For second time in 24 hours, ex-Pakistani leader Khan sentenced to prison

ISLAMABAD — Pakistan’s former prime minister Imran Khan was sentenced to prison for the second time in 24 hours on Wednesday, this time for 14 years in a corruption case just days before Pakistan’s general election.

Khan, who has been in prison since August, was convicted of exposing official secrets on Tuesday and sentenced to 10 years in prison. Khan’s party said both decisions will be appealed.

According to Pakistani authorities, the timing of the sudden prison sentences, which came just over a week ahead of general elections in the country on Feb. 8, is coincidental.

Ex-Pakistani leader Imran Khan gets 10-year prison sentence before elections

But Khan’s party, the Pakistan Tehreek-e-Insaf (PTI), and allies of the still-popular former leader argue that Wednesday’s prison sentence proves that the upcoming vote is unlikely to be fair.

“It sends a very clear message,” said Hasan Askari Rizvi, a political analyst. “The PTI won’t be allowed to come into power again.”

Pakistan’s former prime minister Imran Khan was convicted of exposing official secrets and sentenced to 10 years in prison on Jan. 30, days before an election. (Video: Reuters)

In addition to prison terms, this week’s sentences mandated long bans on Khan being allowed to hold public office. Chances are close to zero that the former leader will be allowed to run in next week’s election, despite pending appeals. And while other PTI politicians are allowed to campaign as independent candidates, some are expected to switch allegiances to parties that will face less scrutiny.

Wednesday’s case centered around accusations that Khan and his wife Bushra Bibi retained state gifts from foreign dignitaries. Khan’s wife was also sentenced to 14 years in prison on Wednesday and turned herself in, the PTI said in a statement. Among the items that Khan and his wife are accused of having improperly retained are Rolex watches, perfumes, earrings and other jewelry.

The case on Tuesday revolved around Khan having in early 2022 publicized details of a secret diplomatic cable that the former prime minister said proved the United States was behind efforts to oust him.

Imran Khan increasingly isolated as Pakistan’s army pressures allies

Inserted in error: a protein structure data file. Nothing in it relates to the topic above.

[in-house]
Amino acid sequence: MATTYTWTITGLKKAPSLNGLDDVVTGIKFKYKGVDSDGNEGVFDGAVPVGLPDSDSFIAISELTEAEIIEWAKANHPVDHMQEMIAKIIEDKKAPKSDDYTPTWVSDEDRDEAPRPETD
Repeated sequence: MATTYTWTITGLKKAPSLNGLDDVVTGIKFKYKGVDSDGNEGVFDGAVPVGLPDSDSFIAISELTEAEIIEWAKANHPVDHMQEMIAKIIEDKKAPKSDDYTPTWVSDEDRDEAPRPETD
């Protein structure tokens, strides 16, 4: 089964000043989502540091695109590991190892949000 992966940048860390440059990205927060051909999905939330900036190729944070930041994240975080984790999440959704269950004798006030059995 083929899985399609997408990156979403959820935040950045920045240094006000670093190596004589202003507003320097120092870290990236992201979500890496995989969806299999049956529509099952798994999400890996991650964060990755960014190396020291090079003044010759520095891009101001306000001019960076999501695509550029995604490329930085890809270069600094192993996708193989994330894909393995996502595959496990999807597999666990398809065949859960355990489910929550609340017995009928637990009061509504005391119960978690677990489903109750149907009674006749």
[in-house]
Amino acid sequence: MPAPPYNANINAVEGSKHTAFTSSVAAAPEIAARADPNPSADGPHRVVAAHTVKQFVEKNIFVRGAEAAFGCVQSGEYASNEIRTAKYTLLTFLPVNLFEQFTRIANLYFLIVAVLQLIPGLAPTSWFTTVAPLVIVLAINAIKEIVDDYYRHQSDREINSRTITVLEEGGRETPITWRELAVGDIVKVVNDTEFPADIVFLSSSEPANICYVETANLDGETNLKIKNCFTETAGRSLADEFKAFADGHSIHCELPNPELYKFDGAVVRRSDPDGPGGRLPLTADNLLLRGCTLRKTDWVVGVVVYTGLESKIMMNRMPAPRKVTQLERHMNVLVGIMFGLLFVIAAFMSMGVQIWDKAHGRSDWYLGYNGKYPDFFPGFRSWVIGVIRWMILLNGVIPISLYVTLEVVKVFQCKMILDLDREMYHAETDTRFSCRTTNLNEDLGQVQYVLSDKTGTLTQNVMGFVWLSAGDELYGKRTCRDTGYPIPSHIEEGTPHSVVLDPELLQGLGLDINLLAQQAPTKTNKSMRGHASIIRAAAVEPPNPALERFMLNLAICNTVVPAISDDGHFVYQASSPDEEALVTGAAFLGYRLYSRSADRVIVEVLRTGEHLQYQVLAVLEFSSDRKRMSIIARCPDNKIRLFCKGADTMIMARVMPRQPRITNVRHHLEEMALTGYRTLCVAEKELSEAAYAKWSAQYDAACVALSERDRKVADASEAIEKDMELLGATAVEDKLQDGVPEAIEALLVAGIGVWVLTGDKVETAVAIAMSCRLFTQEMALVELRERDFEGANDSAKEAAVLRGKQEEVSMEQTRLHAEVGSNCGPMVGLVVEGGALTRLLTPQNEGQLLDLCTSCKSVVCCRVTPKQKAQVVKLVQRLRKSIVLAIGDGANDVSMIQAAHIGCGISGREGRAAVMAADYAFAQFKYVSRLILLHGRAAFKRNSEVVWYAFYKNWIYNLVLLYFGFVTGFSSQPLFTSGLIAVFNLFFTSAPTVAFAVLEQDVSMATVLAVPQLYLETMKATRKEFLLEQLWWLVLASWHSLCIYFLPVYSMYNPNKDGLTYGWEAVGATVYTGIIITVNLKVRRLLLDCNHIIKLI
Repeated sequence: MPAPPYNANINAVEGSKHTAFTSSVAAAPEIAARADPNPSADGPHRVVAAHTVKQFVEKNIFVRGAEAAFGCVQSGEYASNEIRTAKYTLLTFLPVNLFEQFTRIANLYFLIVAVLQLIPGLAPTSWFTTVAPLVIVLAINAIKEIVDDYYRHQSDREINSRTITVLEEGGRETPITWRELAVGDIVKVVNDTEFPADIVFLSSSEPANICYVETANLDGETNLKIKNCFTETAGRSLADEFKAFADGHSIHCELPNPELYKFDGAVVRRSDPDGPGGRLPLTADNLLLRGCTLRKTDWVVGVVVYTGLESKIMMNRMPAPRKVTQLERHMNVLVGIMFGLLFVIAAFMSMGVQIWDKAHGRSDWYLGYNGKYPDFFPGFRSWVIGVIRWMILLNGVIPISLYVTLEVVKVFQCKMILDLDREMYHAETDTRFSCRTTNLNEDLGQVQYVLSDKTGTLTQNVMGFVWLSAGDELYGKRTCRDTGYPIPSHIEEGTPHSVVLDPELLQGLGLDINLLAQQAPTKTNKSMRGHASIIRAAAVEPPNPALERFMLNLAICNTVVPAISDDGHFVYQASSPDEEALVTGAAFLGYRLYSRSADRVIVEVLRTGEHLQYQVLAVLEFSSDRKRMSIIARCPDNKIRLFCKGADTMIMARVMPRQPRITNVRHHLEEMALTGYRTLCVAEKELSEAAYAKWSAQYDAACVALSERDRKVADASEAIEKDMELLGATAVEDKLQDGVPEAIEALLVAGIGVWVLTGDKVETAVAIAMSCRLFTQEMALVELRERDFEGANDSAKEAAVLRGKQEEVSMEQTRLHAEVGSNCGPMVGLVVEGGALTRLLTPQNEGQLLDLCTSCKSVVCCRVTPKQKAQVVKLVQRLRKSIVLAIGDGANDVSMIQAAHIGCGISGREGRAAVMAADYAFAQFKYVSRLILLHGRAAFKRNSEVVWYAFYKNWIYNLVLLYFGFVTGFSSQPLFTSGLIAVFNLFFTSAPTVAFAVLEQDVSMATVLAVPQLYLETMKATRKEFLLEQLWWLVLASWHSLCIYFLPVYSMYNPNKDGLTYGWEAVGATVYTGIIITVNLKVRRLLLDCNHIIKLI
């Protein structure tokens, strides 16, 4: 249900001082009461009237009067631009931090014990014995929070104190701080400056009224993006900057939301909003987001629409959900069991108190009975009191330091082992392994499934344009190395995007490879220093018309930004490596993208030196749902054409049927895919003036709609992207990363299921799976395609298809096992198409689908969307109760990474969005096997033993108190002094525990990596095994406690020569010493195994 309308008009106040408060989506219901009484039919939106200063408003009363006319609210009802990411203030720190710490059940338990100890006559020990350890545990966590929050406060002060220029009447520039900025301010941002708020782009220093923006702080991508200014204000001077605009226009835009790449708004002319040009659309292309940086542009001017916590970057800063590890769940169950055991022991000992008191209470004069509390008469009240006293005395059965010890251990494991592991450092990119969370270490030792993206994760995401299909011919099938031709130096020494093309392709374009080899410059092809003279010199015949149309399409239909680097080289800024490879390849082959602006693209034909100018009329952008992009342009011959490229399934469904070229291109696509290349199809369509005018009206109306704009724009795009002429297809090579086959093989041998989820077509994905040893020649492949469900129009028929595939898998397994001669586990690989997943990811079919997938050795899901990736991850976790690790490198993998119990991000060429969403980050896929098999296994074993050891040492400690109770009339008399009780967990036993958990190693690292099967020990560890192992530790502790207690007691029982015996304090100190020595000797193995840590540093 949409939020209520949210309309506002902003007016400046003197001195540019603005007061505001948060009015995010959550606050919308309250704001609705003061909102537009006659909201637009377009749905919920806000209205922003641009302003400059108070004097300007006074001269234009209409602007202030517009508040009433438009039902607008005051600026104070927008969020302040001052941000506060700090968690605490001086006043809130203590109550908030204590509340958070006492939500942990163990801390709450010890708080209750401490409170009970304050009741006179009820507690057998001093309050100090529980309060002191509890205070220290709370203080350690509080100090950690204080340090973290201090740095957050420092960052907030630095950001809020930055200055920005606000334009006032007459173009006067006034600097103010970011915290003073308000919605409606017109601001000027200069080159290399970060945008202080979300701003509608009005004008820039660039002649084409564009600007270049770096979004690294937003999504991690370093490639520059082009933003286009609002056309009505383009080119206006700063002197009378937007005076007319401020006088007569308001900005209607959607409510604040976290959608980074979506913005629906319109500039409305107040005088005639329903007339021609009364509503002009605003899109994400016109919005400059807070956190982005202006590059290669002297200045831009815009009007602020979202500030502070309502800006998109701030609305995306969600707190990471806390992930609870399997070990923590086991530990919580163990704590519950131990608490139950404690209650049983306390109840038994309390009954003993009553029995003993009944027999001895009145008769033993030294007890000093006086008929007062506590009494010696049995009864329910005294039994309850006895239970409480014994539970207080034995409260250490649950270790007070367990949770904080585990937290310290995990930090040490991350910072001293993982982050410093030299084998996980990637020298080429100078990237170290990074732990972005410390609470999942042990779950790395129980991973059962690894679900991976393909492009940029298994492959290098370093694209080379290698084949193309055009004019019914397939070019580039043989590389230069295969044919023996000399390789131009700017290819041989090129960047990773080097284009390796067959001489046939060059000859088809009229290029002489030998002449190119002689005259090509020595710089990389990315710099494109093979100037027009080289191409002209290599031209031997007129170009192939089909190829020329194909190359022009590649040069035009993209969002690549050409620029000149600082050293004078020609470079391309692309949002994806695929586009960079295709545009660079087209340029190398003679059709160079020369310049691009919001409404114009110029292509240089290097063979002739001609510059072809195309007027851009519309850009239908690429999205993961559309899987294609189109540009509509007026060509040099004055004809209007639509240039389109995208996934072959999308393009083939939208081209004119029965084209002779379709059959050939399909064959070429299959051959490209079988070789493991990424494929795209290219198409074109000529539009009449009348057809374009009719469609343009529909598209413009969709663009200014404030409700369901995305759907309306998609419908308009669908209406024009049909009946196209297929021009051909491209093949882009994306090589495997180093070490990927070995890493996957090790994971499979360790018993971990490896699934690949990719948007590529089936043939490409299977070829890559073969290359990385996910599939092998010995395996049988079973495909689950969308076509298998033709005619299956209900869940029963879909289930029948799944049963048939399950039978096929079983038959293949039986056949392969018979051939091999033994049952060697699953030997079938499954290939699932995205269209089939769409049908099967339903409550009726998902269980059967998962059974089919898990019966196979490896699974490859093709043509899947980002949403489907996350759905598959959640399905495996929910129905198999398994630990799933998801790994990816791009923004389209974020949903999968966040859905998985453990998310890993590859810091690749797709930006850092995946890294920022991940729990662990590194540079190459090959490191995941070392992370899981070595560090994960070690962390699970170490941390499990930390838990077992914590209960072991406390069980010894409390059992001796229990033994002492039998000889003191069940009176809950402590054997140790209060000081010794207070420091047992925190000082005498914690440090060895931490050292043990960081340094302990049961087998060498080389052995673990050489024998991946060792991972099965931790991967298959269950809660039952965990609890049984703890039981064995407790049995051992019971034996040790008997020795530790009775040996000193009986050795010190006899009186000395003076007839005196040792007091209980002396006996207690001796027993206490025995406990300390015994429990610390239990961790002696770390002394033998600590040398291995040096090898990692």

Khan is not the first former Pakistani leader to be buried under a wave of lawsuits and to have his party slowly dismantled. Pakistan has a long history of former prime ministers who appeared to have fallen afoul of the nation’s powerful military being convicted and imprisoned.

Many of them, including the most likely next prime minister, Nawaz Sharif, have managed to stage a political comeback after repairing relations with the establishment.

During his third term as prime minister, in 2017, Sharif was forced out amid corruption allegations, paving the way for Khan, the erstwhile cricket star, to take power the following year on an anti-corruption platform. Initially, he was widely seen as being backed by the military.

As prime minister, however, Khan clashed with the military leadership over nominees for key army positions and allegations that his government was failing to address soaring inflation and debt. Khan’s criticism of Pakistan’s top generals was unusually blunt and frequent, and it continued after he was ousted by parliament in April 2022, straining relations to an extent that has rarely been seen in recent decades.

The stakes for whoever will lead the next Pakistani government are even higher now than when Khan was ousted. Economic growth has been sluggish and inflation has surged further, while relations with neighboring countries have soured amid unrest in the Middle East and escalating militant attacks in western Pakistan.

While Khan now faces similar accusations as Sharif did at the time, an additional complication for Pakistan’s next leader will be that Khan still has deep support across the country, judging by rallies he held last year.

Sohail Warraich, a Pakistani political scientist, said the wave of court cases involving Khan is not surprising in a country that has long been a “hybrid state,” with power being shared by civilian and military leaders.

The clear signal that Khan’s party will not be allowed to regain power is likely to impact swing voters who “usually move toward the likely winning party,” said Warraich. But the frustration of Khan’s allies could also strengthen their resolve, he cautioned. Instead of calming tensions, the Feb. 8 vote could exacerbate them.

In a statement, Khan’s party said Wednesday that it views this week’s court decisions as “an attempt to provoke supporters to stage protests paving way to sabotage electoral process.” When Khan was first arrested last May, Pakistani authorities accused his supporters of organizing riots across Pakistan and of targeting installations of the country’s powerful military. Thousands of people were arrested.

Khan’s party appealed to its supporters to refrain from rallying publicly to support their leader on Wednesday, saying it did not want to provide the Pakistani establishment with a pretext to crack down further on them. The party’s central headquarters in the capital city of Islamabad were cordoned off by police, the party said.

Pakistani authorities deny that they have imposed heavy restrictions on the PTI’s campaign in this upcoming election, but have acknowledged targeted measures by citing the risk of more violence and protests.

Noack reported from Kabul.

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